gmax_dem: 25 wallclock secs (18.16 usr +  1.61 sys = 19.77 CPU) @  0.51/s (n=10)
               s/iter    ch0as     gmax demerphq gmax_dem
      ch0as      3.37       --     -32%     -37%     -41%
      gmax       2.30      47%       --      -7%     -14%
      demerphq   2.13      58%       8%       --      -7%
      gmax_dem   1.98      71%      16%       8%       --
      </super> Oh and I made some slight modifications to your and ch0as's snippets, such as not using global filehandles and using a better formatted filename. These are consistent across the variants so they shouldnt have compromised the benchmark in any way.

      BTW: I just completed a crossword/scrabble solving engine in perl. One of the avenues that I pursued was storing words based on their length. This strategy turned out to be inappropriate. I ended up using a custom hashing algorithm where the hashed value had semantic meaning about the words it matched. This enabled me to rule out 10s-1000s of words with one binary and. (I ended up getting a turn of a scrabble game down to around 2-3 secs.) If anybodys interested in it let me know.

      Heres the code I benchmarked:

      #!/usr/bin/perl -w use strict; use Benchmark 'cmpthese'; sub demerphq { open my $IN,"words.txt" or die "words.txt:$!"; my $outf; my @fh; my $nl_len=length("\n"); foreach (1..35) { open $fh[$_+$nl_len],sprintf(">./len/%02d.demerphq",$_) or die + "$_.demerphq:$!"; } print {$fh[length $_]} $_ while <$IN>; $_ && close $_ foreach @fh; foreach (1..35) { unlink sprintf("./len/%02d.demerphq",$_) unless -s sprintf("./ +len/%02d.demerphq",$_); } close $IN; } sub ch0as { my %Word; my $File; open my $IN,"words.txt" or die "words.txt:$!"; push @{$Word{length$_}},$_ while (<$IN>); for (keys %Word) { $File=sprintf("./len/%02d.ch0as",$_-1); open my $OUT,">$File" or die "Cannot open $File: $!\n"; print $OUT @{$Word{$_}}; close $OUT; }; } sub gmax { my %Word; my $File; open my $IN,"words.txt" or die "words.txt:$!"; $Word{length$_} .= $_ while (<$IN>); for (keys %Word) { $File=sprintf("./len/%02d.gmax",$_-1); open my $OUT,">$File" or die "Cannot open $File: $!\n"; print $OUT $Word{$_}; close $OUT; }; } sub gmax_dem { my @Word; my $File; open my $IN,"words.txt" or die "words.txt:$!"; $Word[length$_] .= $_ while (<$IN>); for (0..$#Word) { next unless $Word[$_]; $File=sprintf("./len/%02d.gmax.dem",$_-1); open my $OUT,">$File" or die "Cannot open $File: $!\n"; print $OUT $Word[$_]; close $OUT; }; } cmpthese(10,{ demerphq => \&demerphq, gmax => \&gmax, gmax_dem => \&gmax_dem, ch0as => \&ch0as });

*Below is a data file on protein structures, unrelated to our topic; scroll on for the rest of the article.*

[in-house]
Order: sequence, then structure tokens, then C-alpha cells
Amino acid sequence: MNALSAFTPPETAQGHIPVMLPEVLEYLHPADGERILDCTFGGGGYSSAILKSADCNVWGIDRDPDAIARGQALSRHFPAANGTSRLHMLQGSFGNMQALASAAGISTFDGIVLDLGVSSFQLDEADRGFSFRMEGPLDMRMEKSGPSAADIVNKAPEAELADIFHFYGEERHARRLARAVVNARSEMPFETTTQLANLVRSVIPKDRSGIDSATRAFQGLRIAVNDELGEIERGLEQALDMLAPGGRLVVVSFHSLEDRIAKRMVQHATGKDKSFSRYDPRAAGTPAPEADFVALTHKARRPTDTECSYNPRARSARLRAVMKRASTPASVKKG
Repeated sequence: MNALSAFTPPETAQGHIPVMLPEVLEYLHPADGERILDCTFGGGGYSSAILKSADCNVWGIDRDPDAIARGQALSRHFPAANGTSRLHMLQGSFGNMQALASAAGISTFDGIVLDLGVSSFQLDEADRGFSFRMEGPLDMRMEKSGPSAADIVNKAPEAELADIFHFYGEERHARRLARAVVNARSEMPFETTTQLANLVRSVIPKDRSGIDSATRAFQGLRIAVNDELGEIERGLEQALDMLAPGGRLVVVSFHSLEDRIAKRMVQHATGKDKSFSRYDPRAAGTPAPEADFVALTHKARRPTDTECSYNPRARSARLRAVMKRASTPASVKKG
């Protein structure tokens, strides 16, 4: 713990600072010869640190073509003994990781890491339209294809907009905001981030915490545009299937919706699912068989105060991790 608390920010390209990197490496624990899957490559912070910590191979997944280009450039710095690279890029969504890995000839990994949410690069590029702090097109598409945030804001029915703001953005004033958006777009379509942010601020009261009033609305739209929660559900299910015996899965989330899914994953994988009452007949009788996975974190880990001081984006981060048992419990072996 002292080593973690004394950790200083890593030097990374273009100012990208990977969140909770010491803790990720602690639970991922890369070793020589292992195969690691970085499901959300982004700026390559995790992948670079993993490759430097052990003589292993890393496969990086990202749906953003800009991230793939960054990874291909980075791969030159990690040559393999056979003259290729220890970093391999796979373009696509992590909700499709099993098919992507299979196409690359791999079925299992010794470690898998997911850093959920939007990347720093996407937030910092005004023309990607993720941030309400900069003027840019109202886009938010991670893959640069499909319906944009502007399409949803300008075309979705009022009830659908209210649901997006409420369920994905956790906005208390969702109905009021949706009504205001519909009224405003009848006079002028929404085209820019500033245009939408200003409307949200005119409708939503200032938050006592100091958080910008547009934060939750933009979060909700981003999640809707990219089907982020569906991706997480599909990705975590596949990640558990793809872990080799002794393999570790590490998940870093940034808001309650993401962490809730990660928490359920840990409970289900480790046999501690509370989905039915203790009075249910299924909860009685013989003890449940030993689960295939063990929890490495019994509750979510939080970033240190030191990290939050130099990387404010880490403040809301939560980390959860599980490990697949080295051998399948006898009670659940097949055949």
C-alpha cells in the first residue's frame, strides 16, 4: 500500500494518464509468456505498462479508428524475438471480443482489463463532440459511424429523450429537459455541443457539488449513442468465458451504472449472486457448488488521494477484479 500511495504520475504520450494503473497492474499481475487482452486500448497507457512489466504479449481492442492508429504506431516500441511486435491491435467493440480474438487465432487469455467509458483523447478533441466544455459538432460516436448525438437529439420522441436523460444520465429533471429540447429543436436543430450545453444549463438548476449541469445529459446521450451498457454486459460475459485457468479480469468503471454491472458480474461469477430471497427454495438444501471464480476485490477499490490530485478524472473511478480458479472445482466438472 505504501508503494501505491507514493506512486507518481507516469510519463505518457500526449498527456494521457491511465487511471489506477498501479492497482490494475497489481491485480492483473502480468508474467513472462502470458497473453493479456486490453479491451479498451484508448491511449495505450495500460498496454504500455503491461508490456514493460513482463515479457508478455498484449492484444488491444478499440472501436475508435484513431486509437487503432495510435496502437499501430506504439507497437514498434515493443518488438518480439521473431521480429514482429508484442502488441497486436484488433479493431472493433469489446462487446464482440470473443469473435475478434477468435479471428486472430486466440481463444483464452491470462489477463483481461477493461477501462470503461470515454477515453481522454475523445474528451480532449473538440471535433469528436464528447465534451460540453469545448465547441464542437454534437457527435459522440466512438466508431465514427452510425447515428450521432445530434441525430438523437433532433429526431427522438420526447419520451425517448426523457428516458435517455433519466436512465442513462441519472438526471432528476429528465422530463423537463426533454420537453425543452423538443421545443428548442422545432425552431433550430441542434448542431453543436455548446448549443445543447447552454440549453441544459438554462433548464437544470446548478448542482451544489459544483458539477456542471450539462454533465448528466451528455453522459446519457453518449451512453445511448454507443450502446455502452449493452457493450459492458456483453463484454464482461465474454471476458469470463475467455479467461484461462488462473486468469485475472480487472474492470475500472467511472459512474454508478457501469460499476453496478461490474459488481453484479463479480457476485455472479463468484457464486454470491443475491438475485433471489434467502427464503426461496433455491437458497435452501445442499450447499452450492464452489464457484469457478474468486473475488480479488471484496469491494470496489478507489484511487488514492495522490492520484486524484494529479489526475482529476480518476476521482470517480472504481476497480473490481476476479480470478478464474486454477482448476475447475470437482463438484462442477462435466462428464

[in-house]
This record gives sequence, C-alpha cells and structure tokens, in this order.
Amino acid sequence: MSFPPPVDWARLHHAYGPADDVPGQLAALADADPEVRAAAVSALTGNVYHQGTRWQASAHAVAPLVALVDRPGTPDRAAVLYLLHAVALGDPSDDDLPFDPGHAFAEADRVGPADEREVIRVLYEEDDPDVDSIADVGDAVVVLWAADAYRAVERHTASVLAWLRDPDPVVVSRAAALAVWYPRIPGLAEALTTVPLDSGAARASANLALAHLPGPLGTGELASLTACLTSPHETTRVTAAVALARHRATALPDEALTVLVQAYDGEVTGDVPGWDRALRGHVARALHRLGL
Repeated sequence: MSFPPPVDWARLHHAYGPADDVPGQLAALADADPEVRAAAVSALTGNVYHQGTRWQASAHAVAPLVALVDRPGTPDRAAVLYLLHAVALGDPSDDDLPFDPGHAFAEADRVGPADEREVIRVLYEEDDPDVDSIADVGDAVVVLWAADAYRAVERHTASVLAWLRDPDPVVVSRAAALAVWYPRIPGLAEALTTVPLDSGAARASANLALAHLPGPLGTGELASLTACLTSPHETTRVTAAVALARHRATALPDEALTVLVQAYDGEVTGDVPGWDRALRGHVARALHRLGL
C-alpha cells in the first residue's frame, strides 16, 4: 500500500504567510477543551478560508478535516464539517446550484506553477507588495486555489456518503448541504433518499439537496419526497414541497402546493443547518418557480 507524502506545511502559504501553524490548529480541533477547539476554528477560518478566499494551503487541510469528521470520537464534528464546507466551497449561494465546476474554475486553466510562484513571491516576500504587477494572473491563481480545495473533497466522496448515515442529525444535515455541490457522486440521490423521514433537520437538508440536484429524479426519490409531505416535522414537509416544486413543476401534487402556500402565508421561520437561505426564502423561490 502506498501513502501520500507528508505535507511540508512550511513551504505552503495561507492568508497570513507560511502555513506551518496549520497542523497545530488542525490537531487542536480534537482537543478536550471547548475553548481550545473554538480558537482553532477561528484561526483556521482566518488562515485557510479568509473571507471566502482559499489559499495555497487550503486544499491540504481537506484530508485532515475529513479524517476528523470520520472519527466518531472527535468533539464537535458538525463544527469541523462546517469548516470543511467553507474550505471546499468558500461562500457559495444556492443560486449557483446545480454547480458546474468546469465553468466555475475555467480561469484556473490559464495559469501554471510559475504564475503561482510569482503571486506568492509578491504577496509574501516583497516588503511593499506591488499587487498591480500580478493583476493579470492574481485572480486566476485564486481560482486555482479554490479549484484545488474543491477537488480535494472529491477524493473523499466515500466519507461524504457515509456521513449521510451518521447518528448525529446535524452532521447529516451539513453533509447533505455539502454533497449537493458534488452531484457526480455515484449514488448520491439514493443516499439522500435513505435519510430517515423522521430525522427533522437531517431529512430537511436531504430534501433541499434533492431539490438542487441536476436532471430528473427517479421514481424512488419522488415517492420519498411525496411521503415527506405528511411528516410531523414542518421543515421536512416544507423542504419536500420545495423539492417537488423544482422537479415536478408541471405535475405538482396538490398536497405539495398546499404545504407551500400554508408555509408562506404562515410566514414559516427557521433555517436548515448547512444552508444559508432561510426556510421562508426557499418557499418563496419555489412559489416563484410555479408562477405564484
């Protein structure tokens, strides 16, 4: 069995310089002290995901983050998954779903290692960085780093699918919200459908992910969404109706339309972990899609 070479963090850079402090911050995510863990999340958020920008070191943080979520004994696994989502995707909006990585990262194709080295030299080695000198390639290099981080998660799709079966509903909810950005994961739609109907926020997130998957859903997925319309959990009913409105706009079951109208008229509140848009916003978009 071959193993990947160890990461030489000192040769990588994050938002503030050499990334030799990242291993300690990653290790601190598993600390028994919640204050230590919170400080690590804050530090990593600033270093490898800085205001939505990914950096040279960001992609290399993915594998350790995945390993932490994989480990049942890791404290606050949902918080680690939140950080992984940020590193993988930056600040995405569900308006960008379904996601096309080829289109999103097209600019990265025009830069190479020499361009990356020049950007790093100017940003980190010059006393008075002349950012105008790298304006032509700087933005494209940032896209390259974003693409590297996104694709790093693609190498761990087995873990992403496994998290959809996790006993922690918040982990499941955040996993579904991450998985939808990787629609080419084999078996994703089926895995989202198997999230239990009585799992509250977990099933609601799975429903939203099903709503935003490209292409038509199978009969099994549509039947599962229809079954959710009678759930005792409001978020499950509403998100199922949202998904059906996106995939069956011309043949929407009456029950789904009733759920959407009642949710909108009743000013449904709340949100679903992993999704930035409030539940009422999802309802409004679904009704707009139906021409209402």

Yves / DeMerphq
      ---
      Writing a good benchmark isnt as easy as it might look.

Re: Re: Extreme Example of TMTOWTDI
by Cody Pendant (Prior) on Mar 23, 2002 at 07:18 UTC
    push @{$Word{length$_}},$_ while (<>);

    I have to admit I don't really get that one. I'm realising there's a lot I don't know about hashes of arrays and arrays of hashes.

    My preferred solution to the problem would have gone like this (pseudocode!):

    $len = length($_); #let's say $len is 5 $hash{$len}=[] unless defined $hash{$len}; # make a hash key called "5" with an empty array as the value push($hash{$len},$_); #use it as an array and push this five-letter word onto it.

    but, as I'm sure you all know, I couldn't do that.

    Was I even close? What's the hash way to do this?

    You REALLY want to run/develop code with use strict; and -w

    I do most of the time, really. Honestly. No, I do. Sometimes anyway. I have got "or die $!" on my file opens at least, I'm getting better.

    --

    ($_='jjjuuusssttt annootthhrer pppeeerrrlll haaaccckkeer')=~y/a-z//s;print;
      As has been pointed out before, the fundamental cause of the slowness of your orginal code is that you are doing an open/write/close operation for each input line. That's no good -- open and close are slow things to do.

      Here's something else you can consider -- anonymous open filehandles aggregated and managed within a container.

      Huh?

      Check it out...

      I created 2 programs. make_words.pl that creates some number of words (well, string of "a" of length between 1 and 10) and file_words.pl that puts them into files named LENGTH.words. I run them together, with: ./make_words.pl 100 | ./file_words.pl (The 100 is the number of "words" I want to generate.)